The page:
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Profile for Mr. G. M. Callaghan > Reviews

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Reviews Written by
Mr. G. M. Callaghan "Oak Roader" (Bedfordshire)
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Minority Reporter - Scotland's Bad Attitude Towards Her Own Irish
Minority Reporter - Scotland's Bad Attitude Towards Her Own Irish
by Phil Mac Giolla Bhain
Edition: Paperback
Price: £9.99

15 of 23 people found the following review helpful
5.0 out of 5 stars First class expose, 11 Sept. 2013
A must read, particularly for those - like me - that live outside Scotland. It explains how apartheid is alive and well in the est of Scotland and is written in an engaging and honest manner.

I doubt very much that the 'one star awarders' here have read this book and their comments highlight and indeed justify the author's stance. Please don't let their closed minds put you off buying this book. None of them have tried to critique the books buit sinply dismiss it without any reasoning. The more that the spotlight can be aimed at the ignorance and sense of entitlement from a (thankfully ever declining) minority in the west of Scotland in tomes like this the better I think.
Comment Comment (1) | Permalink | Most recent comment: Sep 12, 2013 4:47 PM BST


Downfall: How Rangers FC Self Destructed
Downfall: How Rangers FC Self Destructed
by Phil Mac Giolla Bhain
Edition: Paperback
Price: £9.99

9 of 16 people found the following review helpful
5.0 out of 5 stars True Crime, 12 May 2013
Verified Purchase(What is this?)
This book opened my eyes to the corruption, venality and hubris that the late Rangers FC were subject to during the late 1990s and and another decade.

The author has penned an astonishing narrative and he will,no doubt, have an equally interesting and reveal sequel to write as events continue to unfold and more sordid secrets are revealed as to the dishonesty and dishonour that the newly formed club are as equally mired.

Where were or are the Scottish newspapers in all this?


Kiss Me Quick
Kiss Me Quick
by Danny Miller
Edition: Paperback
Price: £6.99

1 of 2 people found the following review helpful
4.0 out of 5 stars Very Promising, 16 April 2011
This review is from: Kiss Me Quick (Paperback)
This book enthralled me simply from the flyleaf description and I wasn't disappointed. There's lots of scope for future 1960s stories and the author certainly has any eye for period detail. (Although, being pedantic, the use throughout of 'Detective Treadwell' instead of using his - and other policemen's rank in the book - was slightly annoying. And while I'm at it, mods wearing 'Parkers' and actresses wanting an 'equity' card were mild distractions but hopefully these will edited in later versions.)


The Suspicions of Mr. Whicher: or the Murder at Road Hill House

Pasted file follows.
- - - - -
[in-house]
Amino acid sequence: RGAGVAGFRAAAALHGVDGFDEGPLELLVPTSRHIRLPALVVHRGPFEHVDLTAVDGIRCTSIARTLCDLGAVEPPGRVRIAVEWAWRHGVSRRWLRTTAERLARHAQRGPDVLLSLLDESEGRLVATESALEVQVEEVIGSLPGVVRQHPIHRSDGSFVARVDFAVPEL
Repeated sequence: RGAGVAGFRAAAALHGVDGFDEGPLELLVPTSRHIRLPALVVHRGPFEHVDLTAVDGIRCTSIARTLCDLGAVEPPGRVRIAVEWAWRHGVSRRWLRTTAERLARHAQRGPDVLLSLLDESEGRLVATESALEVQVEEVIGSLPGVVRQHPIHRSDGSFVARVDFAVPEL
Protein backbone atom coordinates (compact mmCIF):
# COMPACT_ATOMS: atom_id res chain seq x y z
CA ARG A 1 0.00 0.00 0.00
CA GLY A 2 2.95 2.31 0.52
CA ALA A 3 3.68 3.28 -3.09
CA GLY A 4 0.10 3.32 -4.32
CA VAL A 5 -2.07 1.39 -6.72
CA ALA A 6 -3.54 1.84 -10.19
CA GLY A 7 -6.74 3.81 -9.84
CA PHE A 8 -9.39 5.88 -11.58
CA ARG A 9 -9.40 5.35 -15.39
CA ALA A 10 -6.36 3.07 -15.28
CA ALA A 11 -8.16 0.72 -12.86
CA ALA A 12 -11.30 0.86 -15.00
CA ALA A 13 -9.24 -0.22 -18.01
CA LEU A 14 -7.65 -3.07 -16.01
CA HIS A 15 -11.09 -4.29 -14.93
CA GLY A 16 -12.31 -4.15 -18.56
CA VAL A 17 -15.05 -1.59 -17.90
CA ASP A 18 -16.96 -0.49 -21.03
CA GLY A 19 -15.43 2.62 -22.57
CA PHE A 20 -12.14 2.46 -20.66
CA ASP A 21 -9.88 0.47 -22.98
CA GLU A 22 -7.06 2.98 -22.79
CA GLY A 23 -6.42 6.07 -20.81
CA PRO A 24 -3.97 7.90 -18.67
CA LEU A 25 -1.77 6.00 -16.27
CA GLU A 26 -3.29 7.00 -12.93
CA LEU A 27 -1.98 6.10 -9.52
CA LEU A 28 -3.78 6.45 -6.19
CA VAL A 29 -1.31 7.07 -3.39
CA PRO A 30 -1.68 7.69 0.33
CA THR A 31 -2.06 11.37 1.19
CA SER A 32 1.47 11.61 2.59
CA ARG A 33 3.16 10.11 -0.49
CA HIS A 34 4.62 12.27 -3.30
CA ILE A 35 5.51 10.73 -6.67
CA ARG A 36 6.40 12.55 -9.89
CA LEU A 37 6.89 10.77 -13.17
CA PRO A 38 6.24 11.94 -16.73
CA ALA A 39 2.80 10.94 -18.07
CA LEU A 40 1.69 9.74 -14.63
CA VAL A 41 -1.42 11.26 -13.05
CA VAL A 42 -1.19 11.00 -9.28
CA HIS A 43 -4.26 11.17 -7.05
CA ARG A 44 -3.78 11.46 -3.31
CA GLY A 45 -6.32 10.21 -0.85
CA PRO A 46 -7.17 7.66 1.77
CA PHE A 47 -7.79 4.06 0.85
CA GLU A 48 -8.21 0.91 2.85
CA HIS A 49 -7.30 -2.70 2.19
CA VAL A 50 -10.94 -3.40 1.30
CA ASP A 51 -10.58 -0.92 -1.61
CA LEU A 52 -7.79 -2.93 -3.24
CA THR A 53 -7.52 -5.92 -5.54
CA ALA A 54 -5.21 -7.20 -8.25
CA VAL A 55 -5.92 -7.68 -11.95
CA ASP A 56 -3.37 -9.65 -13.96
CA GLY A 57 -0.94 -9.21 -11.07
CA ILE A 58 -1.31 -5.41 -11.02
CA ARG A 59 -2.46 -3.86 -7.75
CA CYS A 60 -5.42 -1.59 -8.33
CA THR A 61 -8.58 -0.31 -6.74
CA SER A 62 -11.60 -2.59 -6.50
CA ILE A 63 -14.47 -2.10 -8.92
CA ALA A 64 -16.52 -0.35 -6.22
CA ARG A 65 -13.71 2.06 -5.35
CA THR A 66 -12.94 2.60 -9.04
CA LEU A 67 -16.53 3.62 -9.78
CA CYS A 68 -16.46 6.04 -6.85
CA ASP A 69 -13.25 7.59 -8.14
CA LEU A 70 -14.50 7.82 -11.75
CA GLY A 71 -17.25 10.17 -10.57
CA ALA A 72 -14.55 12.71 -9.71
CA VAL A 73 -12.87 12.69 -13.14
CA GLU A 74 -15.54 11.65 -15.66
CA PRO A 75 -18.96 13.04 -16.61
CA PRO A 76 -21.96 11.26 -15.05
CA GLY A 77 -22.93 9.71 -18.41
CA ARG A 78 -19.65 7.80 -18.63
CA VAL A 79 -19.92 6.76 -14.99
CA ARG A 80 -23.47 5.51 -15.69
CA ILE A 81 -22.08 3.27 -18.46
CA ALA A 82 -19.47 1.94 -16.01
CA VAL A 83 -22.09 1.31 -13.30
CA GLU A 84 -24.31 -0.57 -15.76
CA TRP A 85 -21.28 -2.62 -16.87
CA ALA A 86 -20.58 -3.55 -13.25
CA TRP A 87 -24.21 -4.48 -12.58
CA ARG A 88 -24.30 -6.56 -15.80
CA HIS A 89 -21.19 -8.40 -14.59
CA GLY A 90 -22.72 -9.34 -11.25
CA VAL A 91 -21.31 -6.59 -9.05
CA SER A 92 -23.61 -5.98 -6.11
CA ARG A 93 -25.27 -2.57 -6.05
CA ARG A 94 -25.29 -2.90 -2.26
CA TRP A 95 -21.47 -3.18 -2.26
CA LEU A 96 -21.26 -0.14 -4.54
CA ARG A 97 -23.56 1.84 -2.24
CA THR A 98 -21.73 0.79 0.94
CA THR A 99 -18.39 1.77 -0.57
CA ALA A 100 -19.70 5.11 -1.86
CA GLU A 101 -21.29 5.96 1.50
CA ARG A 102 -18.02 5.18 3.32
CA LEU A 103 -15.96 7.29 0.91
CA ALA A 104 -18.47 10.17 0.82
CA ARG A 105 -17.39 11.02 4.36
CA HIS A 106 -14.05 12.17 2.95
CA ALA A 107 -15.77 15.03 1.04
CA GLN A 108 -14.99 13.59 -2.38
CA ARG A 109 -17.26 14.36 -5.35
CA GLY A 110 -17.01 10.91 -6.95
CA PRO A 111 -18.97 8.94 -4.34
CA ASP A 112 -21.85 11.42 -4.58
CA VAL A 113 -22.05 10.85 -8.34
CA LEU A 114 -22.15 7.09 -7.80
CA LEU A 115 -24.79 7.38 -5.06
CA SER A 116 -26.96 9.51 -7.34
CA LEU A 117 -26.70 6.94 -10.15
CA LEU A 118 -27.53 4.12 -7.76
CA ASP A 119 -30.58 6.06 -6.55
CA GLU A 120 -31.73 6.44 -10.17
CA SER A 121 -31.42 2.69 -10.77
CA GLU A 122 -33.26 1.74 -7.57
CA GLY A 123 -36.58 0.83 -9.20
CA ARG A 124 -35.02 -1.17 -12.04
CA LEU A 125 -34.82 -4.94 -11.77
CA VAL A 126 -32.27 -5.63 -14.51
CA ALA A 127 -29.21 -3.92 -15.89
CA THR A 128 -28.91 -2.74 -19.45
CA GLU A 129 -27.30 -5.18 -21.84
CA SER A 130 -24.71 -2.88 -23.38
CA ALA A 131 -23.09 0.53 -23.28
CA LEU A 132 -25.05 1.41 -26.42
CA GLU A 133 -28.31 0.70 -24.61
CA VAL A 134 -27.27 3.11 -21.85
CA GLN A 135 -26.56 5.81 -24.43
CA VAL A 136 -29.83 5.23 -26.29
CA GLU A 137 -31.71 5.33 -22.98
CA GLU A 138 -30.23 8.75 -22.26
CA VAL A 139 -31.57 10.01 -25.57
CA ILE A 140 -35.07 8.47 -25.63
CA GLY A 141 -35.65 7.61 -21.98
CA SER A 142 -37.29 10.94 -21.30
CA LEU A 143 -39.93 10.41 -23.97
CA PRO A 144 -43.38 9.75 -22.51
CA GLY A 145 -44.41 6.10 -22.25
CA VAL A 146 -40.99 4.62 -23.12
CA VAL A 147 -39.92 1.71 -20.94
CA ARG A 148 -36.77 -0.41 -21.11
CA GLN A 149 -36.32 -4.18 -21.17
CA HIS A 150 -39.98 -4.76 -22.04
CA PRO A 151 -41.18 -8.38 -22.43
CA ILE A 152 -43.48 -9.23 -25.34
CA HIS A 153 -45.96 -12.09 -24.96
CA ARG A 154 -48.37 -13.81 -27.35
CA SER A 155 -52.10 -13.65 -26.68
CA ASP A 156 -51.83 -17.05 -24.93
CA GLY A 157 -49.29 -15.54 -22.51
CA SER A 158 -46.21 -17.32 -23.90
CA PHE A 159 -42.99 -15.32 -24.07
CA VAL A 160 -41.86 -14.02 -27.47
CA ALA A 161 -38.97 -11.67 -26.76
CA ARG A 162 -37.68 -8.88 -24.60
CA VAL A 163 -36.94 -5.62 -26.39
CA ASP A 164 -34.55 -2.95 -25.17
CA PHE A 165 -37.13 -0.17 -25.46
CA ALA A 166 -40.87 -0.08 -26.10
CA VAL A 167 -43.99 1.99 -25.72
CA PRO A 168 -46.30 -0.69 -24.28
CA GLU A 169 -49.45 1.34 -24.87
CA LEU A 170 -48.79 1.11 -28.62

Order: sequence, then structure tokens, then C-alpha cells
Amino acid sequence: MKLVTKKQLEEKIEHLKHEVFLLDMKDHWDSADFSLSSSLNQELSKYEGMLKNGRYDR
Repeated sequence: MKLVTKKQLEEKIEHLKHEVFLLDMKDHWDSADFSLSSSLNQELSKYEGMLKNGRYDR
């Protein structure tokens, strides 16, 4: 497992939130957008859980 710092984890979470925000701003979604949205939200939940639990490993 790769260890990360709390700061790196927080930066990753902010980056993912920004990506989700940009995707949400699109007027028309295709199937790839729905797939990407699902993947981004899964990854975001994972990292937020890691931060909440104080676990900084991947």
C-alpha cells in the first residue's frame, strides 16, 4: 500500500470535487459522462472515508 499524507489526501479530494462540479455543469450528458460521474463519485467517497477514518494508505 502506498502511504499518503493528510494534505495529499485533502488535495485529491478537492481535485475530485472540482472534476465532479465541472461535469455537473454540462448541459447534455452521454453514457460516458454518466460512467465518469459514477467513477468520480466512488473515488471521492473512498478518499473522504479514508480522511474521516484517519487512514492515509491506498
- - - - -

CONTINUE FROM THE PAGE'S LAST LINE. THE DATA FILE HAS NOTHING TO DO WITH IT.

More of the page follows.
The Suspicions of Mr. Whicher: or the Murder at Road Hill House
by Kate Summerscale
Edition: Paperback
Price: £8.99

9 of 11 people found the following review helpful
3.0 out of 5 stars A labour of love, 16 Nov. 2009
Verified Purchase(What is this?)
This book is meticulously researched, well written and is a revealing insight into middle class Victorian mores. It was clearly a labour of love for the author who deserves credit for her attention to detail and for presenting the facts of the murder and its consequences in a clear and lucid fashion.

That said, I think the book promised more than it delivered as I was expecting a more lurid and voyeuristic version of the crime and its criminal; perhaps that says more about me than the author. There are many hints about sexual deviations and the double standards of the morals of those mentioned in the book but these traits are never really expanded upon.

I had also anticipated some sort of revelation about the crime - perhaps using 21st century forensic and scientific advances- but apart from a few vague suppositions (I don't want to give anything away) there were no new and shocking theories as to what might have happened or who really killed the child.

Given that the fates of the main characters involved were mentioned in detail I was surprised that there was no mention of the house where the crime occurred; its geography is set out in some detail and I'd have been interested to know if the house still exists.
Comment Comment (1) | Permalink | Most recent comment: Jun 13, 2012 8:12 AM BST


The Appeal
The Appeal
by John Grisham
Edition: Paperback

0 of 1 people found the following review helpful
2.0 out of 5 stars The reason why Grisham wrote this book...., 20 April 2009
This review is from: The Appeal (Paperback)
...was to point out that the American judicial system (under a Bush regime) was/is going to hell in a handcart with big business buying judges who would not be on the side of the 'little guy'.

Fortunately, here in the UK we don't elect our legal officials so the whole point of the book is lost. Our civil (and criminal too) courts are utterly independant and the moral of this book is how judges can be bought and paid for in the American legal system.

I felt cheated after reading this book (though I'm a big Grisham fan andA Painted House is one of my all time favourite reads) and it really shouldn't have been marketed in the UK given the damp squib ending and how the climax would not have been the same here in Britain.


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